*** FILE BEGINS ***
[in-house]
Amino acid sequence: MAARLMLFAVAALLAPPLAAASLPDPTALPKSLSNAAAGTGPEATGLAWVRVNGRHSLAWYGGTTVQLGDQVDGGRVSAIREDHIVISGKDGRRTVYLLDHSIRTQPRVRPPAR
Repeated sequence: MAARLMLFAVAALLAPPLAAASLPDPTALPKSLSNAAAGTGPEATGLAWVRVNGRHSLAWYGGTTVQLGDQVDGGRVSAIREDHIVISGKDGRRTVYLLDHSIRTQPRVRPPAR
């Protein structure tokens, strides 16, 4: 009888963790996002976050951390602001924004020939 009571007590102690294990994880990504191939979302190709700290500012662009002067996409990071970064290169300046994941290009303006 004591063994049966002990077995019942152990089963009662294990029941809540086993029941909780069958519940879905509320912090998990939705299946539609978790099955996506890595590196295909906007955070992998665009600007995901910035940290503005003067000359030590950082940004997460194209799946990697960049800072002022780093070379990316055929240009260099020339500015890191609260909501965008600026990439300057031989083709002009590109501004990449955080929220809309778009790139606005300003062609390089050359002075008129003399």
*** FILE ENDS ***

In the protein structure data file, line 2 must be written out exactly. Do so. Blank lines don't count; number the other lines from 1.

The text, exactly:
Amino acid sequence: MAARLMLFAVAALLAPPLAAASLPDPTALPKSLSNAAAGTGPEATGLAWVRVNGRHSLAWYGGTTVQLGDQVDGGRVSAIREDHIVISGKDGRRTVYLLDHSIRTQPRVRPPAR